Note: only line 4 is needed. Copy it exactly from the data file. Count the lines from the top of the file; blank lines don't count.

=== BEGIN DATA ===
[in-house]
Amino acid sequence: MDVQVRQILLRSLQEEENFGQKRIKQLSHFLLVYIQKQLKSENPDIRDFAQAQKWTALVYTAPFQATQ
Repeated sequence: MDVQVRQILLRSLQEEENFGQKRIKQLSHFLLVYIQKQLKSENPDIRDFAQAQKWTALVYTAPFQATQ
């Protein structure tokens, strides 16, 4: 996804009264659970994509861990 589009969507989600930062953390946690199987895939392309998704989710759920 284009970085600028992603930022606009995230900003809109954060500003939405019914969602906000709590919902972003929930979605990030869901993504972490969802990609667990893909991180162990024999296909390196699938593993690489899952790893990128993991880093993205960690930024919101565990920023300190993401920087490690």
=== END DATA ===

């Protein structure tokens, strides 16, 4: 996804009264659970994509861990 589009969507989600930062953390946690199987895939392309998704989710759920 284009970085600028992603930022606009995230900003809109954060500003939405019914969602906000709590919902972003929930979605990030869901993504972490969802990609667990893909991180162990024999296909390196699938593993690489899952790893990128993991880093993205960690930024919101565990920023300190993401920087490690």